To the new Yahoo! search engine: Whatever. Yahoo! can’t compete. Laughable. Who would want to go there? Eeewwww. Distracting, ugly, lame. Get over it. I’m never leaving my search engine for a blockhead like you, no matter how popular you are.

To Google-bombing, the process where people start a campaign to link to a certain page with certain link text, so as to make that page come up on top of a Google search for that text: How can you complain about a search for “miserable failure” turning up the White House biography of W., or about sex columnist Dan Savage’s redefinition of “santorum” being locked in a death struggle with the senator’s official site for top place? OK, OK. I know that the fact that people I agree with can Google-bomb means that Google is flawed, vulnerable, and subject to such attacks by others with whom I disagree (indeed, Jimmy Carter comes in second now under “miserable failure,” and Michael Moore is third). Yeah, yeah, it should make me suspicious of Google results in general. Chill. Work with me here. Google-bombing just goes to show that far from being just a company, Google is an extension of the public square (cue violins), where the battle for the country’s heart and soul continues.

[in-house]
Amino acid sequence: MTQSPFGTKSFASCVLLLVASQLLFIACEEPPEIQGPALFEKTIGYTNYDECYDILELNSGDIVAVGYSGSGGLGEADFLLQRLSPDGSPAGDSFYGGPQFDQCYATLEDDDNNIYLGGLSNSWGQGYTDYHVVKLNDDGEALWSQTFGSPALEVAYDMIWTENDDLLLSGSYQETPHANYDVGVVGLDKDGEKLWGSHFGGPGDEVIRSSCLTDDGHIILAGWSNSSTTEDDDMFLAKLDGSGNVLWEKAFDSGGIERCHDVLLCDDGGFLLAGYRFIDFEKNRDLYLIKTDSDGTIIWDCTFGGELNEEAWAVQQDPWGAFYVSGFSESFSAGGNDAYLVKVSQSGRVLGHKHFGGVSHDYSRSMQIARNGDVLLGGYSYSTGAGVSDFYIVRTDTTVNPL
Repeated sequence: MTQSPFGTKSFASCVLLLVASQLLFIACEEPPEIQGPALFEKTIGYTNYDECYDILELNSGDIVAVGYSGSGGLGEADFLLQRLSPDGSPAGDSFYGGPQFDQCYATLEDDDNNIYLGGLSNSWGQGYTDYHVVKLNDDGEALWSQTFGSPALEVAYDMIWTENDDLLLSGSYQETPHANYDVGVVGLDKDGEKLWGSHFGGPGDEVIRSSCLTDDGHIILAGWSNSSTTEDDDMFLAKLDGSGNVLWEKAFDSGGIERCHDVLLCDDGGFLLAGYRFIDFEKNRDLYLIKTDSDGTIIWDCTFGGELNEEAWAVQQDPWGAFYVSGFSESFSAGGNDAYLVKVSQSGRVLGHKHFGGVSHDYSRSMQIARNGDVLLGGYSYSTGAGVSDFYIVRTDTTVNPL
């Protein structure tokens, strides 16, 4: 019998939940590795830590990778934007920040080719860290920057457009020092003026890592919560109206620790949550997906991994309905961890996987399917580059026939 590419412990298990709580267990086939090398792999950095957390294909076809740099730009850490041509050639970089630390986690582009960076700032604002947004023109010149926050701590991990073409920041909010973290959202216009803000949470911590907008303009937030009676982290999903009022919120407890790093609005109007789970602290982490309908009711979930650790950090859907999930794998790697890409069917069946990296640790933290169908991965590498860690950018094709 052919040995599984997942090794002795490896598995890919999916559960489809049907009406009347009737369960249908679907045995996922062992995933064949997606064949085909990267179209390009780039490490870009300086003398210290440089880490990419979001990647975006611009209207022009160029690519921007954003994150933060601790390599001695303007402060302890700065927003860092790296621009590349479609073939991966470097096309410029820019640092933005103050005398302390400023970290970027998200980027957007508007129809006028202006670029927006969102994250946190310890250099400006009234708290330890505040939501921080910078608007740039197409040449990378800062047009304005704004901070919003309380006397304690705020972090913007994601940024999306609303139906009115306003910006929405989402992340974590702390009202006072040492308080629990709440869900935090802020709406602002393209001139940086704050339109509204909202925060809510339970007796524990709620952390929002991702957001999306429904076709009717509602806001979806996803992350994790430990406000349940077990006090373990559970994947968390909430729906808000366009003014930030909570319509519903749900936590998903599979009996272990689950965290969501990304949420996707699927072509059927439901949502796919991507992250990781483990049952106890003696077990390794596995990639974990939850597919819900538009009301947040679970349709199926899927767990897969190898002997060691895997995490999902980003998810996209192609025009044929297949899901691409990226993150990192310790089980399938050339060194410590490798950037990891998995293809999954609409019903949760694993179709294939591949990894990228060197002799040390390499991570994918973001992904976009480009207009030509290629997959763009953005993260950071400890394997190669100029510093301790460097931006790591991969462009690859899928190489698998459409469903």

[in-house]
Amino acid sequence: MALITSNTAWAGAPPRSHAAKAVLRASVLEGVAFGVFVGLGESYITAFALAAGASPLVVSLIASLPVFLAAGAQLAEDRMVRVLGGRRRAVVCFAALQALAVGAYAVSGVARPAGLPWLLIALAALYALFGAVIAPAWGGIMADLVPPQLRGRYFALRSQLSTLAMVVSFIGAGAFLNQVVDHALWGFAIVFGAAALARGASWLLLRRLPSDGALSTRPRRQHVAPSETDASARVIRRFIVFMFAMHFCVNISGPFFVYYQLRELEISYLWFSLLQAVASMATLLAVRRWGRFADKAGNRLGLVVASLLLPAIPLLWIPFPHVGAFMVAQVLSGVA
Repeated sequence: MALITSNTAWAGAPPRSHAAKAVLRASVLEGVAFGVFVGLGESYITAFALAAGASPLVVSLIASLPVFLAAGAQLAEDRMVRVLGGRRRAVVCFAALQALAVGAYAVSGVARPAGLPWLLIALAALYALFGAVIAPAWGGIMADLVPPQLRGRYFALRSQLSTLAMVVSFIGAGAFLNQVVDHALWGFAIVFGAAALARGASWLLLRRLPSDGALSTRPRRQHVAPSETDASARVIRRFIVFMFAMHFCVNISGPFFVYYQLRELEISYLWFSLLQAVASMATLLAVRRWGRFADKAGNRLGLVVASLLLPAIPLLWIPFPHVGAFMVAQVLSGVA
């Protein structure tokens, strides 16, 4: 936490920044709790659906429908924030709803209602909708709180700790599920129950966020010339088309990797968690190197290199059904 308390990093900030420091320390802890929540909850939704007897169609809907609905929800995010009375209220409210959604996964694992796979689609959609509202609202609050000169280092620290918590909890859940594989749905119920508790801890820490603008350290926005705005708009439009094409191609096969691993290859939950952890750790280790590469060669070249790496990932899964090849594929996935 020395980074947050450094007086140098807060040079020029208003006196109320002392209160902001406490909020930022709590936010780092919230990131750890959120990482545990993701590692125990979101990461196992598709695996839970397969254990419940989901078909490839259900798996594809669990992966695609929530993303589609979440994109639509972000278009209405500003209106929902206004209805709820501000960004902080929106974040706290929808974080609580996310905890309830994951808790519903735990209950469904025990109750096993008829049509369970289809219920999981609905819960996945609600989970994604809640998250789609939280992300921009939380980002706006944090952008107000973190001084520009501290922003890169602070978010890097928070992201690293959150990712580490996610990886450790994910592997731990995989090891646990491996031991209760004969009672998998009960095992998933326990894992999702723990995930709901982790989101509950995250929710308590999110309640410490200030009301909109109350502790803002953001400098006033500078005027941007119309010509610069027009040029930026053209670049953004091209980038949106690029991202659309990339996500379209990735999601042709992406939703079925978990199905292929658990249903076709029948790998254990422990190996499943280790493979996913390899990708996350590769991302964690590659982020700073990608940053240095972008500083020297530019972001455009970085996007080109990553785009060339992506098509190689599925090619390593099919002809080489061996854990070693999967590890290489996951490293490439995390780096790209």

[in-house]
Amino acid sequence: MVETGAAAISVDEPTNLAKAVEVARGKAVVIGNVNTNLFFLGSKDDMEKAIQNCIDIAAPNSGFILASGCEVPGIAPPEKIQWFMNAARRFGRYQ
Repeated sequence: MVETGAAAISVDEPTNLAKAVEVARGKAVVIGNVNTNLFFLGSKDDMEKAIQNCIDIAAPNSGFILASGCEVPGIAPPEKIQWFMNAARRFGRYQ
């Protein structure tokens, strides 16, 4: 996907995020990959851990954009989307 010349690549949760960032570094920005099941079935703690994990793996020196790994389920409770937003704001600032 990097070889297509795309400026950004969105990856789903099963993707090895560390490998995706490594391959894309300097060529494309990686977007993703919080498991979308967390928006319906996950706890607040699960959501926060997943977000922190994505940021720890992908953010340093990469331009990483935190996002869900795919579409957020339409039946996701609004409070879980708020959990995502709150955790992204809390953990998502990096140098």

Do you think I protest too much? Probably. There’s always, eventually, the painful realization that relying on one person/search engine (no, I’m not personifying too much, leave me alone) for all your needs is generally a bad idea, even if you decide to pick a favorite. (Yes this means you, newlyweds.) It’s time for me to let go of the defensiveness. The following is entirely in the service of my own relationship therapy. Any of you out there in the same boat are welcome to repeat after me:

Google will change. It will not do so with my wishes in mind. As the recent redesign and addition of the questionably useful “Froogle” (it’s not like you didn’t get shopping options on regular Google) has firmly taught me, I cannot rely forever on having kinetic memory of exactly where the Google News link is.

Google is not perfect. Much as it deeply chagrins me to credit the New York Post for anything, its recent column about a scam artist whose firing for dishonesty from one of his jobs could be found with a search on his name on other search engines, but not on Google (which turned up nothing suspicious for him), is a pretty solid blow to my vision of Google supremacy.

Google is a corporation. Google is a corporation. Google is a corporation. Just this week it has proposed to scan the content of messages in its new Gmail service to target advertising. This portends dramatically greater creepiness and corporateness, despite the founders’ assertion that they’re “not going over to the dark side.” No matter how geeky they are, the goal is really to make money; once it goes public, it will have no choice. Maximizing shareholder value becomes the law. Sigh.

I’m not breaking up with Google just yet. But I think it may be time to open the relationship. As long as I don’t have to turn to Yahoo!.

—Miriam Axel-Lute